At Theresa Avila


#1

“Saint Teresa, as the Roman Rota attests, never fell into any mortal sin; but still Our Lord showed her the place prepared for her in Hell; not because she deserved Hell, but because, had she not risen from the state of lukewarmness in which she lived, she would in the end have lost the grace of God and been damned.” -Saint Alphonsus Maria Liguori, Doctor of the Church

“The number of the saved is as few as the number of grapes left after the vineyard-pickers have passed.” Saint John Mary Vianney - Mystic, also inc-corrupt

Anyone else in slight despair when they read of this?


#2

No, because these are personal opinions, not the official teaching of the Church.


#3

but they are saints approved by the church


#4

Firstly, Despair is not of God.

Secondly, Even saints were allowed to have opinions.


#5

I know they were “opinions” but God did show St Vianney visions of hell and he said so many were falling in they were like leaves off trees in autumn.


#6

The Church has never said canonization means that every word said was accurate.


#7

No! Not at all. Never.

We have a “sure hope” of salvation, relying on God’s inexhaustable supply of mercy and grace. Remember that those words were first spoken by our Lord as recorded in the Gospels - the wide and narrow paths. He was simply echoed by Saints Teresa and John Vianney as well as numerous others.

What are the three theological virtues?

  1. Faith
  2. HOPE
  3. Love

The Lord left us neither orphans, nor did He leave us hopeless! Yet, as difficult as it is t believe here on earth, we will ultimately be satisfied that some souls are in hell. How can this be?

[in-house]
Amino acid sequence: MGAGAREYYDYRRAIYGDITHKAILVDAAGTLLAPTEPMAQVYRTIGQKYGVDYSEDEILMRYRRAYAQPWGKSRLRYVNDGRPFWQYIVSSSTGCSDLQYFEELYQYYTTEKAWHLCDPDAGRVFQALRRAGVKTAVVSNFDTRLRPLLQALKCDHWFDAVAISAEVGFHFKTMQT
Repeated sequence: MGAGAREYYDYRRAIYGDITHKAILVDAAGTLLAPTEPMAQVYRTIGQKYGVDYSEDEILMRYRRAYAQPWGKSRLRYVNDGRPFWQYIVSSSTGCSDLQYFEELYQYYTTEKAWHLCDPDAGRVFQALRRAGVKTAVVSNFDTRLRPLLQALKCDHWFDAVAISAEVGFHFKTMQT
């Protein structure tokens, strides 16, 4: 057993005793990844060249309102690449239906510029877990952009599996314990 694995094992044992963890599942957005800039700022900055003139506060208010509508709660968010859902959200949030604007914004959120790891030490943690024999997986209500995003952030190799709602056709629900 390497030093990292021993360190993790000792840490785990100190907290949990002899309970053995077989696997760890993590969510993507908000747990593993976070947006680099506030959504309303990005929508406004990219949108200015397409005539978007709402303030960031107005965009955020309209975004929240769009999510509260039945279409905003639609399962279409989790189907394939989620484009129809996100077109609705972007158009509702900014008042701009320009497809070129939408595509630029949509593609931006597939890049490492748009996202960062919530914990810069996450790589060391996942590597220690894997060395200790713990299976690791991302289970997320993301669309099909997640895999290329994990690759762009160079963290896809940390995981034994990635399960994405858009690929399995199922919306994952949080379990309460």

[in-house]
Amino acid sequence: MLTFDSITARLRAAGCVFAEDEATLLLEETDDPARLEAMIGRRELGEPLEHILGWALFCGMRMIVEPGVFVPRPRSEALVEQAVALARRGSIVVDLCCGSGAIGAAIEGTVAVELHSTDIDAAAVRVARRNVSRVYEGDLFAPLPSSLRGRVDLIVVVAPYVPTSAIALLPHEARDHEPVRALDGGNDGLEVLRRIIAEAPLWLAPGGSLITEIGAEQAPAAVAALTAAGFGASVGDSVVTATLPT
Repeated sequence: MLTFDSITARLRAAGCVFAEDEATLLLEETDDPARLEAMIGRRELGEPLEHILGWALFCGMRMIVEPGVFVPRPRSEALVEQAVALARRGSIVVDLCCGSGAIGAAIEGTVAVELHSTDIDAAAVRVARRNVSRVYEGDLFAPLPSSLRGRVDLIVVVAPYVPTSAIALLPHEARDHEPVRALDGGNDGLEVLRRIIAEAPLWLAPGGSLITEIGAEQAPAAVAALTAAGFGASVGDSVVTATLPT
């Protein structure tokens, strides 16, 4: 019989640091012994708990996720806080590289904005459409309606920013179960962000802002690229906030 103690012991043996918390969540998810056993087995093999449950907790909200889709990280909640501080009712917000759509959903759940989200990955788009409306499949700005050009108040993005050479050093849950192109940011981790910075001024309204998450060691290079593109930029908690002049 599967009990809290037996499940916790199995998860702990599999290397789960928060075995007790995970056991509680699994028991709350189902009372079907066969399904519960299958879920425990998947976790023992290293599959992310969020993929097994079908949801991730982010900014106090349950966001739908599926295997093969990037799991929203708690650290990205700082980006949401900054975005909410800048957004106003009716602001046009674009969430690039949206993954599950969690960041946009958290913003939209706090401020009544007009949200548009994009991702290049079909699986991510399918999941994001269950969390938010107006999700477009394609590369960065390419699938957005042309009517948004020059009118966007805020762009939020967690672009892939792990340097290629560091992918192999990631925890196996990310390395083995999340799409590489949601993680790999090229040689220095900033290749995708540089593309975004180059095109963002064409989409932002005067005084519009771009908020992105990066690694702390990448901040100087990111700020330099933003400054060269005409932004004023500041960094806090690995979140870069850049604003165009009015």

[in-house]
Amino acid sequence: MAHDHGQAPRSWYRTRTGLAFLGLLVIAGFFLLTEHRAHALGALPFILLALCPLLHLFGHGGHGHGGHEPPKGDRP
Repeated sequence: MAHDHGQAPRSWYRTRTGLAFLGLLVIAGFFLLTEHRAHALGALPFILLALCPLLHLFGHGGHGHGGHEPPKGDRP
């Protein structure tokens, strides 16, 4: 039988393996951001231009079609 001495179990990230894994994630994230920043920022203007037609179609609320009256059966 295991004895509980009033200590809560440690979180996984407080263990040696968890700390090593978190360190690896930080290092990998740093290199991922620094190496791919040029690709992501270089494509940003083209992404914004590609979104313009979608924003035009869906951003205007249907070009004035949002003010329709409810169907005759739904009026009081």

When we enjoy the Beatific Vision, we will be utterly pleased with every aspect of God, including His perfect justice. There will be no sadness or lamenting in heaven - thus we will understand, accept and be pleased with His justice.

That is worth pondering.


#8

So what would you like us to do? You don’t seem to like people’s answers.
I hope in the mercy of God and I try to avoid sin. How about you? How are you working out your salvation?
Despair is a temptation we avoid.


#9

None of the “fewness of the saved” quotes have anything to do with how hard it is to be saved or the odds of one being saved. Salvation is not hard; neither is it a lottery.

The sadness comes in knowing the ease and readily available means of salvation, yet the fewness who take advantage of these things. The Saints warn that you can’t just live a life surrendered to the world, like many people do, and be saved.


#10

Just wait till you read St. John Bosco…


#11

Just to add, the most famous sermon on this topic is probably that of St. Leonard of Port Maurice. First he says: “Pious souls, you may leave; this sermon is not for you. Its sole purpose is to contain the pride of libertines who cast the holy fear of God out of their heart and join forces with the devil who, according to the sentiment of Eusebius, damns souls by reassuring them.” All such sentiments from other saints have the same purpose.

At the end, he shows the principle I stated in my prior post:

Brothers, I want to send all of you away comforted today. So if you ask me my sentiment on the number of those who are saved, here it is: Whether there are many or few that are saved, I say that whoever wants to be saved, will be saved; and that no one can be damned if he does not want to be. And if it is true that few are saved, it is because there are few who live well. As for the rest, compare these two opinions: the first one states that the greater number of Catholics are condemned; the second one, on the contrary, pretends that the greater number of Catholics are saved. Imagine an Angel sent by God to confirm the first opinion, coming to tell you that not only are most Catholics damned, but that of all this assembly present here, one alone will be saved. If you obey the Commandments of God, if you detest the corruption of this world, if you embrace the Cross of Jesus Christ in a spirit of penance, you will be that one alone who is saved.

Now imagine the same Angel returning to you and confirming the second opinion. He tells you that not only are the greater portion of Catholics saved, but that out of all this gathering, one alone will be damned and all the others saved. If after that, you continue your usuries, your vengeances, your criminal deeds, your impurities, then you will be that one alone who is damned.